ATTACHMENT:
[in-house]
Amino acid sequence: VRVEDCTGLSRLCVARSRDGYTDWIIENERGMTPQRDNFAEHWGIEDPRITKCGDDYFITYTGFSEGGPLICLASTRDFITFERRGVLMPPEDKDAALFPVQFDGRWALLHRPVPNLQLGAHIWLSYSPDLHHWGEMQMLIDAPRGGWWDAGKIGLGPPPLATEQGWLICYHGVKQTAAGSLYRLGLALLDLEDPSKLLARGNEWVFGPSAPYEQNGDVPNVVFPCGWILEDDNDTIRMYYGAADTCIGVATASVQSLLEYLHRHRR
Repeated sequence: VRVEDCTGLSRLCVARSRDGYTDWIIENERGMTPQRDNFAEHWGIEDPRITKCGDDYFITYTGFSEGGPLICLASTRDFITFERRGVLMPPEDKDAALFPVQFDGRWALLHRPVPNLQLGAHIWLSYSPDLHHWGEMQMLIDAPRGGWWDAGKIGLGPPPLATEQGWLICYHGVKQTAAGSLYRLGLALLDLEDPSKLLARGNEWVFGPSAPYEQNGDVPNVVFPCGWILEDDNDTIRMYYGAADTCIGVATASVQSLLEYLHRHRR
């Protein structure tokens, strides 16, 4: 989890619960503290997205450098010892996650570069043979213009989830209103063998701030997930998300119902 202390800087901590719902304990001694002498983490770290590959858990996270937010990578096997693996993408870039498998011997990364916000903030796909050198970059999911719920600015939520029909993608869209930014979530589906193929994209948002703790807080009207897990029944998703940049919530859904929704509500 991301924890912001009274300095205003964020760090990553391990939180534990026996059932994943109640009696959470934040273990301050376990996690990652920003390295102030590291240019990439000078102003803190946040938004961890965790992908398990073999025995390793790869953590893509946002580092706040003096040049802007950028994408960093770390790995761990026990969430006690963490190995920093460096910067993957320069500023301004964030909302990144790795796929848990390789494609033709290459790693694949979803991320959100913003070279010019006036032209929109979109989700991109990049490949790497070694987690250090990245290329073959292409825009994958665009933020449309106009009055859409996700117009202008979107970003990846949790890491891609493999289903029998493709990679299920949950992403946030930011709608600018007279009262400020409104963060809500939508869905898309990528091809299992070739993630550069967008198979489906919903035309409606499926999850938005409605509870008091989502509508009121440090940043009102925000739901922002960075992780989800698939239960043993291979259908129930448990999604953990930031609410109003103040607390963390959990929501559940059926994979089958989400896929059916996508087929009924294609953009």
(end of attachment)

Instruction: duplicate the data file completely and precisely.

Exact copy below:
[in-house]
Amino acid sequence: VRVEDCTGLSRLCVARSRDGYTDWIIENERGMTPQRDNFAEHWGIEDPRITKCGDDYFITYTGFSEGGPLICLASTRDFITFERRGVLMPPEDKDAALFPVQFDGRWALLHRPVPNLQLGAHIWLSYSPDLHHWGEMQMLIDAPRGGWWDAGKIGLGPPPLATEQGWLICYHGVKQTAAGSLYRLGLALLDLEDPSKLLARGNEWVFGPSAPYEQNGDVPNVVFPCGWILEDDNDTIRMYYGAADTCIGVATASVQSLLEYLHRHRR
Repeated sequence: VRVEDCTGLSRLCVARSRDGYTDWIIENERGMTPQRDNFAEHWGIEDPRITKCGDDYFITYTGFSEGGPLICLASTRDFITFERRGVLMPPEDKDAALFPVQFDGRWALLHRPVPNLQLGAHIWLSYSPDLHHWGEMQMLIDAPRGGWWDAGKIGLGPPPLATEQGWLICYHGVKQTAAGSLYRLGLALLDLEDPSKLLARGNEWVFGPSAPYEQNGDVPNVVFPCGWILEDDNDTIRMYYGAADTCIGVATASVQSLLEYLHRHRR
């Protein structure tokens, strides 16, 4: 989890619960503290997205450098010892996650570069043979213009989830209103063998701030997930998300119902 202390800087901590719902304990001694002498983490770290590959858990996270937010990578096997693996993408870039498998011997990364916000903030796909050198970059999911719920600015939520029909993608869209930014979530589906193929994209948002703790807080009207897990029944998703940049919530859904929704509500 991301924890912001009274300095205003964020760090990553391990939180534990026996059932994943109640009696959470934040273990301050376990996690990652920003390295102030590291240019990439000078102003803190946040938004961890965790992908398990073999025995390793790869953590893509946002580092706040003096040049802007950028994408960093770390790995761990026990969430006690963490190995920093460096910067993957320069500023301004964030909302990144790795796929848990390789494609033709290459790693694949979803991320959100913003070279010019006036032209929109979109989700991109990049490949790497070694987690250090990245290329073959292409825009994958665009933020449309106009009055859409996700117009202008979107970003990846949790890491891609493999289903029998493709990679299920949950992403946030930011709608600018007279009262400020409104963060809500939508869905898309990528091809299992070739993630550069967008198979489906919903035309409606499926999850938005409605509870008091989502509508009121440090940043009102925000739901922002960075992780989800698939239960043993291979259908129930448990999604953990930031609410109003103040607390963390959990929501559940059926994979089958989400896929059916996508087929009924294609953009």